“I can’t find the key,” I told Jerry and dumped the contents of my purse on the Victorian carpet of the hotel’s hallway. My wallet, driver’s license, lip gloss, Tic Tac mints, and receipts hit the floor. Jerry stood silently as I searched for our room key, the only one issued to us. Jerry held a luggage bag strapped to his shoulder and a suitcase propped beside him.
“I’ll tell the lady at the front desk,” I said as Jerry continued to stand silently in front of our locked room, number 26. He had a long-suffering, trying-to-understand-how-this-happened expression.
At the front desk I said to our hostess, “I can’t find my room key. Do you have another one so we can get into our room? I’m sure I’ll find the other key.”
Our hostess, who had greeted us an hour earlier with warm goodwill and smiles, shook her head in exasperation. The cheerful manner she displayed when we checked-in had vanished. She seemed angry.
“That’s our only key!” she said.
“Don’t you have a master?”
She continued to shake her head and seemed to sigh heavily.
Not knowing what to do, and realizing our hostess was clearly upset with me, I said, “I’ll keep looking for the key.”
I found Jerry still standing in the hallway, still holding his luggage bag, still wearing the long-suffering expression.
“That’s the only key, Jerry. Can you believe that!”
“You’re kidding. What hotel has only one room key?”
I rummaged through my purse again. Suddenly I heard laughter rolling down the hallway like someone riding a slow-moving roller coaster, ho, ho, ho, ho, heeeeeee, heeeeee.
Our hostess headed toward us. Her poufy blond hair bounced with her laughter. “I would never lock you out,” she said with a wide smile and opened the door to our room. She handed a second room key to Jerry. Apparently she no longer trusted me with the hotel keys.
You mean she was pranking me? She had another key all along?
Once inside, Jerry suggested we methodically go through my purse and pockets once again. “Here it is,” I said. “It was in my cosmetic bag.” Odd, I didn’t see it the first time I looked.
At the time, I didn’t connect the strange occurrence with ghostly shenanigans.
We had checked in at the Hotel Vendome for the adventure of a bygone era. Built in 1917, the two-story, red-brick hotel sits in the heart of Prescott, Arizona and is listed on the National Register of Historic Places. It has earned a notoriety for being haunted by ghosts, especially by a female ghost named Abby, a former guest who died in room 16 in the 1920s.
I chose the hotel for its historic charm. I wanted the 1917 experience. “Think of this, Jerry,” I said as we unpacked, “This hotel opened almost a decade before our parents were born.”
With the exception of a flat screen TV and a telephone, the room kept much of its 1917 character, creaky wood floors and doors.
We left for dinner and when we returned, Jerry said, “The room is stuffy and we don’t have an air conditioner.” He opened the window for air. Part of the 1917 experience is fresh air from an open window.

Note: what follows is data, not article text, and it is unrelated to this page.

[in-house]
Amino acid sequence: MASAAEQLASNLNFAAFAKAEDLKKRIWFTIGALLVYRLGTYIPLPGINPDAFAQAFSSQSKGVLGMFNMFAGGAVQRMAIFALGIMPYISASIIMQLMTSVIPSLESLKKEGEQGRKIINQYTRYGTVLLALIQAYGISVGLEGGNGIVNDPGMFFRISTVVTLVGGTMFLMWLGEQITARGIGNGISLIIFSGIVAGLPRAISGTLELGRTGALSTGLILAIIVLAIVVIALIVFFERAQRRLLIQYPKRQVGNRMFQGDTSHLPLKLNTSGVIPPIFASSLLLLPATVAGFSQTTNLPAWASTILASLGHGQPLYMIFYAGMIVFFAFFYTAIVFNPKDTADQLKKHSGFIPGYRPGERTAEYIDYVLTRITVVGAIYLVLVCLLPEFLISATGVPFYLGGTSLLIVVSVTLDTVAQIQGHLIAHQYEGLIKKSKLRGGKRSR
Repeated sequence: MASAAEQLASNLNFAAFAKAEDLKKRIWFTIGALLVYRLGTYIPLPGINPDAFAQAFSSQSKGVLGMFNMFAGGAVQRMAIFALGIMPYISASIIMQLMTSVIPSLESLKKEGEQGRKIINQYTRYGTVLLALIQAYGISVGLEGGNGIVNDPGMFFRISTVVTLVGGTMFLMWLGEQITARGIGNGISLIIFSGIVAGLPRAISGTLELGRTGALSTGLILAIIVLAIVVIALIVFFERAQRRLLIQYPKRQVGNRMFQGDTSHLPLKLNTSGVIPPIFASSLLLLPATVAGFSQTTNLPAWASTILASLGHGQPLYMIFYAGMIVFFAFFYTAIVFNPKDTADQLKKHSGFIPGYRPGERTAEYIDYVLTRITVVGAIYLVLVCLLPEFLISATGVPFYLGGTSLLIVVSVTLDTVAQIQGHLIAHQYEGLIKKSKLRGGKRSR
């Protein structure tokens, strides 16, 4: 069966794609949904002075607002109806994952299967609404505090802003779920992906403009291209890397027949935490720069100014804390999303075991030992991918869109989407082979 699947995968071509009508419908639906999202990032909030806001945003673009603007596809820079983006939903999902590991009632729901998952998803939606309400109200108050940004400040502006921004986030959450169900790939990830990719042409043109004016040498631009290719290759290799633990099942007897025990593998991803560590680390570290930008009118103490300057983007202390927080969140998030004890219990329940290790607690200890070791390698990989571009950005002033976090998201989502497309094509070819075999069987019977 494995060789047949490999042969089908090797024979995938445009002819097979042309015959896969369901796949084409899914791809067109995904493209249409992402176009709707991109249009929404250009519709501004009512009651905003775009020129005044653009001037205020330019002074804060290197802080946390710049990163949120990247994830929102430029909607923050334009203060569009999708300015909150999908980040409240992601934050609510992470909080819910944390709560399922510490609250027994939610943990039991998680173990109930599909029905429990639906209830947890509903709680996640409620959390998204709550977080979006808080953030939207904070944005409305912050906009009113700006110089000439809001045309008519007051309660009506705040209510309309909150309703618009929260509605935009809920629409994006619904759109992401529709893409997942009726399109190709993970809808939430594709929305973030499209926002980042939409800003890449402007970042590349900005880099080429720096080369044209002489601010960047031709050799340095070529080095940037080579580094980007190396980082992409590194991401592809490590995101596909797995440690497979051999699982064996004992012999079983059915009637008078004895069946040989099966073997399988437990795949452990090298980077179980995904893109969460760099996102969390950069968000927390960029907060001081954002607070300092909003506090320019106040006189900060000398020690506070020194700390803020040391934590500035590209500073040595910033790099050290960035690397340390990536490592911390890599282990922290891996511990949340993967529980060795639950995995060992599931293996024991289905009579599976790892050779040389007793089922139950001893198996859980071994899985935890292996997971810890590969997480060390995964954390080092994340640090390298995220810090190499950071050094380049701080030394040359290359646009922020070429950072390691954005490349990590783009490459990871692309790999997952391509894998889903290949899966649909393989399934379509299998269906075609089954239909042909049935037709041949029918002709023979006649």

“I can’t sleep with all that noise,” Jerry said, referring to the live band with heavy rhythmic beats coming from a saloon a block away and wafting into our room. BOOMA-BOOMA-BOOMDY-BOOM-BOOM. Jerry slammed the window shut, sucking the fresh air out of the room.
In the bathroom I noticed an empty birdcage hanging from the shower. How often do you see that? What happened to the bird? Did it die from lack of oxygen?
I couldn’t get the water in the shower to maintain an even temperature. The shower head blasted arctic-ice cold or scalding-boil hot. Freeze or boil? Yiiiiiikes. I got out before hypothermia or third degree burns did me in.
Because the shower failed to see my demise, the toilet decided to give a try. The unbolted seat caught me off-guard and jerked me to the left, like a fast-moving bobsled on the Disney Matterhorn ride jumping the track. I’m sure the herky-jerky toilet seat had the hope of hurling me straight out the window two-stories down. Fortunately for me, I outsmarted the toilet and had the window closed.
I hesitated getting in the bed. Would it smother me with its blankets in the middle of the night? Thankfully, my eyes opened the next morning to see another day. My hair, however, suffered a trauma while I slept. It stood straight up like an electrified explosion.
I don’t believe in ghosts, but do they do hair while you sleep? The strange occurrence had me wondering.
At the front desk, and with my hair semi-combed, I asked our hostess Barbie (I learned her name) if by chance we had stayed in the haunted room.
She smiled and said, “There are four ghosts here, but not in your room. However they do wander at night. That’s why I always leave at 9 p.m. and after that, good luck!”
She continued, “We get the paranormal people who want to stay in rooms 15 and 16. They’re haunted rooms. And see that tree across the street? It’s The Hanging Tree. Cowboys were hung on that tree back in the 1800s. You know, cowboys were no more than five feet tall, so it didn’t take much to hang them. We’ve had the Ghost Hunters here and we’ve had many write-ups on Abby and other ghosts haunting the hotel.”
All I can say is ghosts may or may not exist. What I know for sure is this: the homicidal toilet is real and I’m warning you now.
PS Thank you to Barbie at the Hotel Vendome who made our stay delightful, once I realized she really wasn’t mad at me. She entertained us with many stories of the hotel’s history and her fun manner made our visit memorable.